Idaho State's Precast Studio had to figure out how to move its classes from in-person to hybrid when the pandemic hit
Part of of made it possible was to make the class smaller, but the studio also looked at what resources were available on campus that could still give students a "hands on" experience without doing the traveling to precast plants that it typically does with the precast studio.
One resource is the new "Disaster Response Complex" on campus, that was an outdoor area where students could visit precast parts to see the scale and structure first hand without leaving campus.
"We've had some great donations from Oldcastle infrastructure and Teton Prestressed, who have given us pretty much as much as we want on the precast," says Bruce Savage, the department head at Idaho who oversees the program. "A lot of seconds, still very viable pieces. We just have to transport them to our facility, and it's our little sandbox, if you will, we get to play out there and move these things around, but it gives us an opportunity to take the students out there."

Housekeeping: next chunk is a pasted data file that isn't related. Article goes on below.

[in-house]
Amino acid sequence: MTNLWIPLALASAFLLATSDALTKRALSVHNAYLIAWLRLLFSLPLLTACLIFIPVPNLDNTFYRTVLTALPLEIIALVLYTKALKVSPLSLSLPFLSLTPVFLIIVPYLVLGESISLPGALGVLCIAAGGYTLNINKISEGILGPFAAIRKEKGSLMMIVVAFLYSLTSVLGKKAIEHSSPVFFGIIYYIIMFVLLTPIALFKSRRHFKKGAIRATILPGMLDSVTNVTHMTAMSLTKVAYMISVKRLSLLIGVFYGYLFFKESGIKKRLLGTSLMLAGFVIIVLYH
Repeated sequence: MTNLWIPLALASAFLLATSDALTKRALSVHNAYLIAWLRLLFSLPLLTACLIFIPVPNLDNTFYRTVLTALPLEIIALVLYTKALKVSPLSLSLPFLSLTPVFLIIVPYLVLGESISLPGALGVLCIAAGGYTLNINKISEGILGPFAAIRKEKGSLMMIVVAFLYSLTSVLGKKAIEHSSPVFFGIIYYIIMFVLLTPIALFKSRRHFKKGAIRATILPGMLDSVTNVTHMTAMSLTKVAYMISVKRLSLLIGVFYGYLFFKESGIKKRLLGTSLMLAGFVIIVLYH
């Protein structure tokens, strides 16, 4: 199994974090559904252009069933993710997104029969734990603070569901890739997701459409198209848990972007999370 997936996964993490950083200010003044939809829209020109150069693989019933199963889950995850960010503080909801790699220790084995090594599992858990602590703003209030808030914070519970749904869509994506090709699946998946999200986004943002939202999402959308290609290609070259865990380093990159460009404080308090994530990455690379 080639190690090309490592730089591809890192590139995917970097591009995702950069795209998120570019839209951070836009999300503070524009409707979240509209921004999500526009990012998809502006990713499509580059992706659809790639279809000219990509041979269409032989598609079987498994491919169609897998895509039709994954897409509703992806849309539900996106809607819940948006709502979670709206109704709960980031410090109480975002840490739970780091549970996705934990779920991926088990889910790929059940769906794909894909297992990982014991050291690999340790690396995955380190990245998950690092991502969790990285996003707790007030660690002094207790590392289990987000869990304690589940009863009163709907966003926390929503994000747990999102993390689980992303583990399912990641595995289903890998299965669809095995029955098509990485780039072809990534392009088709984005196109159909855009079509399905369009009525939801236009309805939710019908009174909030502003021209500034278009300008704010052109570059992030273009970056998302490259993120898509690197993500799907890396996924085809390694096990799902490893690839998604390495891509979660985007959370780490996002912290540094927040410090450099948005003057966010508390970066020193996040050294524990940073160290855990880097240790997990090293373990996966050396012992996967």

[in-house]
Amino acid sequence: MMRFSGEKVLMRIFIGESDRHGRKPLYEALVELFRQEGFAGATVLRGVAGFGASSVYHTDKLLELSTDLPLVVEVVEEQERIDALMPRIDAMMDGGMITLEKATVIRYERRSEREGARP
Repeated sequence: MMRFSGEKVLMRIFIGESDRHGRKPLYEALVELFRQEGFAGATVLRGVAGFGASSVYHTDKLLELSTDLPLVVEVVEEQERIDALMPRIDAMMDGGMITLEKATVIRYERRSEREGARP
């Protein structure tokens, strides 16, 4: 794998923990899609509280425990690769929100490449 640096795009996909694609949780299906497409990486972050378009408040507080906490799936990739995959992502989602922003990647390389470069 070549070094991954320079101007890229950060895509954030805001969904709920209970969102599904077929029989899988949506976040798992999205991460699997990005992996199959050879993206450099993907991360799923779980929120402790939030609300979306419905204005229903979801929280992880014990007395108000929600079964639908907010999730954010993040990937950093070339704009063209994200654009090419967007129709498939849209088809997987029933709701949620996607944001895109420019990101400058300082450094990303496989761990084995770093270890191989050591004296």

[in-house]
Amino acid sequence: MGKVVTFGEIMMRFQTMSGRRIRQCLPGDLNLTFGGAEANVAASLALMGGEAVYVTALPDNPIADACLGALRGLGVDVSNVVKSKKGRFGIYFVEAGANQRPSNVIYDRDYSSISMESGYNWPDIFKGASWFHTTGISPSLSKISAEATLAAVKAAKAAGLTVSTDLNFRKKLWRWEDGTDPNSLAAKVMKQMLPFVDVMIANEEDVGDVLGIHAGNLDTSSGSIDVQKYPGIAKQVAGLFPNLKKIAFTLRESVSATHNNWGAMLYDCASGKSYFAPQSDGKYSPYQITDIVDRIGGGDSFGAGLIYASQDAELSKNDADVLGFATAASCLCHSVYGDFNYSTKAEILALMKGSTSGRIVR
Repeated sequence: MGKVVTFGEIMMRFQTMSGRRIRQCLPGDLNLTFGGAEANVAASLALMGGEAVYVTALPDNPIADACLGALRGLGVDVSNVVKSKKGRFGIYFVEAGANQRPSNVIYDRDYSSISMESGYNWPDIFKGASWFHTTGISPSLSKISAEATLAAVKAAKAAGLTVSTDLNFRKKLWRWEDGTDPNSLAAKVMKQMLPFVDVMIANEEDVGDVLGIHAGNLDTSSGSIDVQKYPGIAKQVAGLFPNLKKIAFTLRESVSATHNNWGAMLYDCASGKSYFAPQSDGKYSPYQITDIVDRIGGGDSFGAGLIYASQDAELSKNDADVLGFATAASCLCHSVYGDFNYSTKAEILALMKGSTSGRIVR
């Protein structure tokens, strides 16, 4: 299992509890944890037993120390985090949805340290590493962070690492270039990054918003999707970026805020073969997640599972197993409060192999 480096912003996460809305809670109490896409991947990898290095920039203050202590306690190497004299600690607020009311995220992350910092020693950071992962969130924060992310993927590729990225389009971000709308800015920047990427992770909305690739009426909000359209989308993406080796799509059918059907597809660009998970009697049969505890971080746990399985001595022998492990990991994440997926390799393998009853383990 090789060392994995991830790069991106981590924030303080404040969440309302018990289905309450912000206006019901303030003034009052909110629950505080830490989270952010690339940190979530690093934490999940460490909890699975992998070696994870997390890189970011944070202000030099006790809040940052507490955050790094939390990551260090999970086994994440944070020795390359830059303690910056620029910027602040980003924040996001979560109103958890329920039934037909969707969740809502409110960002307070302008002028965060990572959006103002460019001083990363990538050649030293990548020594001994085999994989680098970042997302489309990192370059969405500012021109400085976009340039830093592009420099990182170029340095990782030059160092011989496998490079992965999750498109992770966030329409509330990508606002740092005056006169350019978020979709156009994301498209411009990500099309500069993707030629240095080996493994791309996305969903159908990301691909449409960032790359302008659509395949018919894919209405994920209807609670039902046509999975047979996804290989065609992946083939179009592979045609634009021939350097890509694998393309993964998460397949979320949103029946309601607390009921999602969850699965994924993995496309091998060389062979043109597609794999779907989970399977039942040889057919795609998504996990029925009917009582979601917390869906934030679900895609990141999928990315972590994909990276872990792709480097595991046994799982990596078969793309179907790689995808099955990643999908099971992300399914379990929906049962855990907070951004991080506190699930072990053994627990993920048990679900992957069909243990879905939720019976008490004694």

Learn more about Idaho State stepped up to the hybrid model during the 2020/2021 school year with the latest edition of "Studio Nation."